BUSD To Unveil Latest Design to Replace Old Gym

By Riya Bhattacharjee
Monday July 28, 2008 - 04:01:00 PM

The Berkeley Unified School District will hold a public meeting Aug. 6 to discuss the latest design for new classrooms and athletic facilities on the south side of the Berkeley High campus. The district proposes to replace the landmarked Old Gym on Milvia Street, which houses the warm water pool, as outlined in the South of Bancroft Master Plan. 

The Berkeley Board of Education is scheduled to vote whether to approve the conceptual design on Aug. 20. 

Boardmembers have said in the past that the district’s ideal would be to build 15 or more classrooms in the new building to help alleviate the space crunch faced by Berkeley High students, who are forced to attend classes on the steps of the Community Theater at times. 

School Board president John Selawsky said the district would “reiterate and explain” the timeline for the proposed project at the meeting, adding that the demolition of the gymnasium would not begin before June 2011. 

Berkeley Unified passed a resolution last week to work with the City of Berkeley to relocate the warm water pool from the landmarked Old Gym to an appropriate location. 

Part of the master plan includes an opportunity for the district to work out a “property arrangement” with the city so that the city may construct a “replacement warm water pool.” 

The resolution calls for the city to prepare a ballot measure for the June 2010 election to improve the three community pool centers which are on district property, including the warm pool, and fund a new site for the warm pool.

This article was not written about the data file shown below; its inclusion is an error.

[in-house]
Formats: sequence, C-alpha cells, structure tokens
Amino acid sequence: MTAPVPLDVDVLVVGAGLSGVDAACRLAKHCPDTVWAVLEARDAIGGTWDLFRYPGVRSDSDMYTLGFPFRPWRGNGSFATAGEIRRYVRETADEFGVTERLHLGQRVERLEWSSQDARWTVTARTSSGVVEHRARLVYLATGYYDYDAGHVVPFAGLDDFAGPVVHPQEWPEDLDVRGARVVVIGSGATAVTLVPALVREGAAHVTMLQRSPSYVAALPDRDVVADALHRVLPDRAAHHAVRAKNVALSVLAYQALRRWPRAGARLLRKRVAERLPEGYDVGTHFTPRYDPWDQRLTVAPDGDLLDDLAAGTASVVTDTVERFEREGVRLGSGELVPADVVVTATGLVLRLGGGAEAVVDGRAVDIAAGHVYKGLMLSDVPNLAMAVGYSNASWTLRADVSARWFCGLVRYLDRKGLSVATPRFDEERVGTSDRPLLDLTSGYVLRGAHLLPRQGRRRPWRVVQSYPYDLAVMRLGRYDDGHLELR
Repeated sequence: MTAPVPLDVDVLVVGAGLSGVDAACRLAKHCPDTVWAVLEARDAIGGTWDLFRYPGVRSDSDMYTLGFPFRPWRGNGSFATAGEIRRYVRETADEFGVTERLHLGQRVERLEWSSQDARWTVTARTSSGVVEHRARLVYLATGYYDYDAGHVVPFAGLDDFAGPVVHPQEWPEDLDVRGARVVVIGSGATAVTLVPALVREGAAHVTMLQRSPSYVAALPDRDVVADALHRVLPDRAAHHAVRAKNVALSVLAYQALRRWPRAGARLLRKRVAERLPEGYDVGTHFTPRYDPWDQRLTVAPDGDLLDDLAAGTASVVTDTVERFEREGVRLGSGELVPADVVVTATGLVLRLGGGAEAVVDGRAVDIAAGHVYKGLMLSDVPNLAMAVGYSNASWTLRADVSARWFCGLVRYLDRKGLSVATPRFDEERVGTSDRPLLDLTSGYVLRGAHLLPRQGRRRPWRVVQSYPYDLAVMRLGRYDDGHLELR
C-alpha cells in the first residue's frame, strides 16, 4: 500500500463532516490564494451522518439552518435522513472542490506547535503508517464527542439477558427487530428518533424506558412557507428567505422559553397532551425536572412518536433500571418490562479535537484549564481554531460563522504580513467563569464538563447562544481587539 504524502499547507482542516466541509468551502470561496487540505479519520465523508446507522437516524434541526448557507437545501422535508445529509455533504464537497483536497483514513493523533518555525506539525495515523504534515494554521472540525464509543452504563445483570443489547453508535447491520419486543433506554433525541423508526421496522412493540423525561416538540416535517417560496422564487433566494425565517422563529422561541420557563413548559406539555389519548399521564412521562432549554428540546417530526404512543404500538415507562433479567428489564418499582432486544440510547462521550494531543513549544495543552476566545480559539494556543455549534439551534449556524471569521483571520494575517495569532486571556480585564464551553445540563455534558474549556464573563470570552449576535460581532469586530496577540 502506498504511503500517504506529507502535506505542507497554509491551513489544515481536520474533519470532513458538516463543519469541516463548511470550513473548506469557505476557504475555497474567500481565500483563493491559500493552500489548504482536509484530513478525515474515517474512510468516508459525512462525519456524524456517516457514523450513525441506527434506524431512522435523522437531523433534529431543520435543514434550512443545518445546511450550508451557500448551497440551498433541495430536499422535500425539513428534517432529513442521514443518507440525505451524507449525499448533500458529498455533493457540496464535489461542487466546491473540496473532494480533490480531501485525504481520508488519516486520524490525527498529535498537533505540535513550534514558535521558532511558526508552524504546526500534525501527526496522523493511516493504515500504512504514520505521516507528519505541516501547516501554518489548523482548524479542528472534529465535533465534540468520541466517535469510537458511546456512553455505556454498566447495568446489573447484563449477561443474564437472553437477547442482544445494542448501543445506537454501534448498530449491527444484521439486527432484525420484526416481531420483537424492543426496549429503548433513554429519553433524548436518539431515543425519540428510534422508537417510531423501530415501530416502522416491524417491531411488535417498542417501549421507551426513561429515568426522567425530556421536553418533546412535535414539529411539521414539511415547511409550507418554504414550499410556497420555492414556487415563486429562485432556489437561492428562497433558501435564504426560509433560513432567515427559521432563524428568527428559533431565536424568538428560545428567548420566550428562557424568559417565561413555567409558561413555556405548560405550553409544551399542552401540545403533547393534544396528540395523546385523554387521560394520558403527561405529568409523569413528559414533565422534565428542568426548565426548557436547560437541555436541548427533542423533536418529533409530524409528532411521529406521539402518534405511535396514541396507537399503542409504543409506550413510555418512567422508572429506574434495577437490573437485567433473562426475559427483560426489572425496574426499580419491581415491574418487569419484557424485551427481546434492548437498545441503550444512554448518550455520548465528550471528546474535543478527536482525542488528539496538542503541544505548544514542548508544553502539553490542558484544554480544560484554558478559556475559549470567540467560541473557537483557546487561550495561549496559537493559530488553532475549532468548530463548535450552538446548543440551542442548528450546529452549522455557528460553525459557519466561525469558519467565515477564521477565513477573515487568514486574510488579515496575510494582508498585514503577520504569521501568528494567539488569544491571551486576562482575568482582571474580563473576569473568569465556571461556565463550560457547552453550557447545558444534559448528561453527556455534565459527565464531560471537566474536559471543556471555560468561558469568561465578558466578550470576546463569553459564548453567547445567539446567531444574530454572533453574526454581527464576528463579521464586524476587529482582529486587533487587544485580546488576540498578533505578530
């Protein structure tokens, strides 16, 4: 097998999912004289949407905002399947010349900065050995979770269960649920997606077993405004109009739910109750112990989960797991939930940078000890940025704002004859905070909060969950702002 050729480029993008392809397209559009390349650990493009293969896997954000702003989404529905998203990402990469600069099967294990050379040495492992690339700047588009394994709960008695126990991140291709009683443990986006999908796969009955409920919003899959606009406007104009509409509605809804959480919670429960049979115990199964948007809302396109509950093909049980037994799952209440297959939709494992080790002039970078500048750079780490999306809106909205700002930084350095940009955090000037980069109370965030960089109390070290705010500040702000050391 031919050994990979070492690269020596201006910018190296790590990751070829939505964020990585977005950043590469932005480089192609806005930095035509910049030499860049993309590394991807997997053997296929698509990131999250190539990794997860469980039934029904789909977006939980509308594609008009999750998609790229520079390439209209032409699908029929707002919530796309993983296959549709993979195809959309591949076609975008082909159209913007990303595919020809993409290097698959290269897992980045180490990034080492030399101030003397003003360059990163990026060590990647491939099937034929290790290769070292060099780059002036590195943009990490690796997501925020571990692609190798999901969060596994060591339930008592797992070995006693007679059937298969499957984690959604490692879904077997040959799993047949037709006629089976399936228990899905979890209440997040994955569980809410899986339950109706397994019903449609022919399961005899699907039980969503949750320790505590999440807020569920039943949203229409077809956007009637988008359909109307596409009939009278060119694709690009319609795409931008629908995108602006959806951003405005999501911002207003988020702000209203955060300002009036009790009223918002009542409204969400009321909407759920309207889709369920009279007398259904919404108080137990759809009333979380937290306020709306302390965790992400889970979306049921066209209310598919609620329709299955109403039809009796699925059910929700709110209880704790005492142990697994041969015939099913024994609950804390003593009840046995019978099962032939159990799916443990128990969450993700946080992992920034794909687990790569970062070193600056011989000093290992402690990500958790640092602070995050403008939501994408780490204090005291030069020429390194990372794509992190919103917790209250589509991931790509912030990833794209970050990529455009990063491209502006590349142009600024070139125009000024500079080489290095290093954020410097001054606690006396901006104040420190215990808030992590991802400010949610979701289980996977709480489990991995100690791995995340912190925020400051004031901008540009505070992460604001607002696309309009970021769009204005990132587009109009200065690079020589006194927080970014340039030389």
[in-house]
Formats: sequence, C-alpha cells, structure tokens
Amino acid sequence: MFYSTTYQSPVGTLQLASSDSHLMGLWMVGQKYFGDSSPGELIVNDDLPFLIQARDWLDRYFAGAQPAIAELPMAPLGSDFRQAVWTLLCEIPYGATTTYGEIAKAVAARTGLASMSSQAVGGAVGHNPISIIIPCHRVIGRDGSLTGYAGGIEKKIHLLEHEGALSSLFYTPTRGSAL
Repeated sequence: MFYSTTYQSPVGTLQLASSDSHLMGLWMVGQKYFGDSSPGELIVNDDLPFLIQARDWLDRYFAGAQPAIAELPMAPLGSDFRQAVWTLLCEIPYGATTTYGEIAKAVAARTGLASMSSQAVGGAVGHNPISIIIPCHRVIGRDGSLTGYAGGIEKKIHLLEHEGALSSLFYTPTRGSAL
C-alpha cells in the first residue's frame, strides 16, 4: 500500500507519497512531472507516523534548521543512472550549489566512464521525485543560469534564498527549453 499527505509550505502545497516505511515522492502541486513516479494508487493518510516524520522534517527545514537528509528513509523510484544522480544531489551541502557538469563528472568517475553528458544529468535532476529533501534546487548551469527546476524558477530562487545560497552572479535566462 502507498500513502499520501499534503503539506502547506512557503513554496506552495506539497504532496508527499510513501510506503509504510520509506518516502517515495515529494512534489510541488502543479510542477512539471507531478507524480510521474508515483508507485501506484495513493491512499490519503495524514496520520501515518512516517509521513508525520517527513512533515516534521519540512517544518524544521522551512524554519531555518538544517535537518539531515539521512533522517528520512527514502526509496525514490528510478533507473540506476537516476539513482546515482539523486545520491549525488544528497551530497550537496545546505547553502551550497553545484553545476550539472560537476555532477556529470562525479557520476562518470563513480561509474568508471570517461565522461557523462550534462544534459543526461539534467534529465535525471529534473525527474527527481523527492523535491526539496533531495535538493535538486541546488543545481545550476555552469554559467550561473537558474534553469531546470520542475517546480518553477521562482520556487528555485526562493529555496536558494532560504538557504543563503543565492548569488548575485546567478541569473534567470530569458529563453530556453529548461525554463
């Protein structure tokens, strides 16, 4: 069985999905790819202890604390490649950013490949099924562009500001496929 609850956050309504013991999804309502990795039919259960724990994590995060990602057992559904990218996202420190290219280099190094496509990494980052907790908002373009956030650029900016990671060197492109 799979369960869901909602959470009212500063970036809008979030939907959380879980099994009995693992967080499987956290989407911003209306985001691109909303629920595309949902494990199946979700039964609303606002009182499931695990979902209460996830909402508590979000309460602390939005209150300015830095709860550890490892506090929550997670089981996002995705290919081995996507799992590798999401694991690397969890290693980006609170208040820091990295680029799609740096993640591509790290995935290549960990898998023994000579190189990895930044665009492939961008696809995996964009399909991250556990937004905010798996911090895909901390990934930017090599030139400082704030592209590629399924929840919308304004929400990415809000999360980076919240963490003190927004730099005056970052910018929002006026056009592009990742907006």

The district was sued over the South of Bancroft master plan last year by Friends Protecting Berkeley’s Resources for an inadequate environmental impact report, but settled the lawsuit with the group in February in exchange for a charette outlining possibilities to renovate the Old Gym. 

The warm pool is used by the City of Berkeley for recreational and therapeutic programs for seniors and disabled community members. 

According to a memorandum of understanding created in 1990, the city is responsible for operating and maintaining the pool and the adjacent north pool, which is closed for safety reasons, but provisions to recover costs from the school district also exist. 

All capital improvements have to be agreed upon by both the city and the district, according to a report included in the master plan. 

The conceptual design for the proposed project is being prepared by Baker Vilar Architects. A site committee has met eight times in the last six months to discuss the developments, said Lew Jones, the district’s facilities director.  

He said the proposed project was similar to the one outlined in the master plan. It would constitute three phases, starting with the construction of a two story bleacher building between April 2010 and June 2011. 

The building, which will have bleachers on top, would be built on the opposite side of the football field where the old bleachers currently exist, Jones said. 

“It will have locker and coach rooms which are now located in the Old Gym,” he said. “Before we tear down the Old Gym, everything in it, with the exception of the warm water pool, will be replaced in the new bleacher building.” 

The demolition of the Old Gym would take place between June 2011 and November 2011, followed by the construction of a new classroom building and gymnasium from January 2012 to August 2013. 

“We were never going to do those simultaneously,” Selawsky said.  

He added that the district would be putting in four portables and renovating parts of the Berkeley High campus—including the studio at the Berkeley Community Media—to have up to seven classrooms ready for students in September. 

Selawsky said the district has only conceptual designs for the new classroom building at this point. 

Jones said the new classroom and gym building would be smaller than the Old Gym, which is around 86,000 square feet. 

“The classrooms will take up approximately 20,000 square feet and there will be two small gyms,” he said.